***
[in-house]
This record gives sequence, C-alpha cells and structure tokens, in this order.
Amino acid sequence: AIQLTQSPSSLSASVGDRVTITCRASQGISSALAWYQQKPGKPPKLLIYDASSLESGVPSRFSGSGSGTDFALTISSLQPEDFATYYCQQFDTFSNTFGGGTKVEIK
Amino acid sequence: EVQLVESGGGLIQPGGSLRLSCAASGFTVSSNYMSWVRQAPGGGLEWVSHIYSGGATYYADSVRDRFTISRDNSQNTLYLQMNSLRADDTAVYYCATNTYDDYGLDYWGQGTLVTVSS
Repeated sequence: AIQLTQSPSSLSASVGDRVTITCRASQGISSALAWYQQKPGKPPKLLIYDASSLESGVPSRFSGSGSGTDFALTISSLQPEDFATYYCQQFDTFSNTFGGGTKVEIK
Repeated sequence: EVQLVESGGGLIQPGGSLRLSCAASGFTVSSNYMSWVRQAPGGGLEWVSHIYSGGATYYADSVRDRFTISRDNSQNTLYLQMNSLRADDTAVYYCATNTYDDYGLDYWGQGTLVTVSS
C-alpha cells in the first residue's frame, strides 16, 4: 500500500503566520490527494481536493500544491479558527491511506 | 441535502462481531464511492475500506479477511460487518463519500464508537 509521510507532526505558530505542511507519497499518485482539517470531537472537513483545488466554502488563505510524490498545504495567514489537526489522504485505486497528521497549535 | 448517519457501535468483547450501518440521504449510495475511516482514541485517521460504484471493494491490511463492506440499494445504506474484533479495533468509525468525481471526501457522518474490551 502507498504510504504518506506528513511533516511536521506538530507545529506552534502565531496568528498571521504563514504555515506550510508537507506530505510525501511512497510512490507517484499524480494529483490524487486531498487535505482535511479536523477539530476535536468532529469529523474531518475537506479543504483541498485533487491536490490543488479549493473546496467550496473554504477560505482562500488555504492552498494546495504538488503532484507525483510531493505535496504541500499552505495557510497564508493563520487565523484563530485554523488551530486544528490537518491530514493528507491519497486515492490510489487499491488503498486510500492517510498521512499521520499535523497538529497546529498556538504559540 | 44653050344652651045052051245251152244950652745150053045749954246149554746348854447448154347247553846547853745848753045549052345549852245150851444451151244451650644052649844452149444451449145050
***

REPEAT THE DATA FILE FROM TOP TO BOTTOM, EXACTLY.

[in-house]
This record gives sequence, C-alpha cells and structure tokens, in this order.
Amino acid sequence: AIQLTQSPSSLSASVGDRVTITCRASQGISSALAWYQQKPGKPPKLLIYDASSLESGVPSRFSGSGSGTDFALTISSLQPEDFATYYCQQFDTFSNTFGGGTKVEIK
Amino acid sequence: EVQLVESGGGLIQPGGSLRLSCAASGFTVSSNYMSWVRQAPGGGLEWVSHIYSGGATYYADSVRDRFTISRDNSQNTLYLQMNSLRADDTAVYYCATNTYDDYGLDYWGQGTLVTVSS
Repeated sequence: AIQLTQSPSSLSASVGDRVTITCRASQGISSALAWYQQKPGKPPKLLIYDASSLESGVPSRFSGSGSGTDFALTISSLQPEDFATYYCQQFDTFSNTFGGGTKVEIK
Repeated sequence: EVQLVESGGGLIQPGGSLRLSCAASGFTVSSNYMSWVRQAPGGGLEWVSHIYSGGATYYADSVRDRFTISRDNSQNTLYLQMNSLRADDTAVYYCATNTYDDYGLDYWGQGTLVTVSS
C-alpha cells in the first residue's frame, strides 16, 4: 500500500503566520490527494481536493500544491479558527491511506 | 441535502462481531464511492475500506479477511460487518463519500464508537 509521510507532526505558530505542511507519497499518485482539517470531537472537513483545488466554502488563505510524490498545504495567514489537526489522504485505486497528521497549535 | 448517519457501535468483547450501518440521504449510495475511516482514541485517521460504484471493494491490511463492506440499494445504506474484533479495533468509525468525481471526501457522518474490551 502507498504510504504518506506528513511533516511536521506538530507545529506552534502565531496568528498571521504563514504555515506550510508537507506530505510525501511512497510512490507517484499524480494529483490524487486531498487535505482535511479536523477539530476535536468532529469529523474531518475537506479543504483541498485533487491536490490543488479549493473546496467550496473554504477560505482562500488555504492552498494546495504538488503532484507525483510531493505535496504541500499552505495557510497564508493563520487565523484563530485554523488551530486544528490537518491530514493528507491519497486515492490510489487499491488503498486510500492517510498521512499521520499535523497538529497546529498556538504559540 | 44653050344652651045052051245251152244950652745150053045749954246149554746348854447448154347247553846547853745848753045549052345549852245150851444451151244451650644052649844452149444451449145050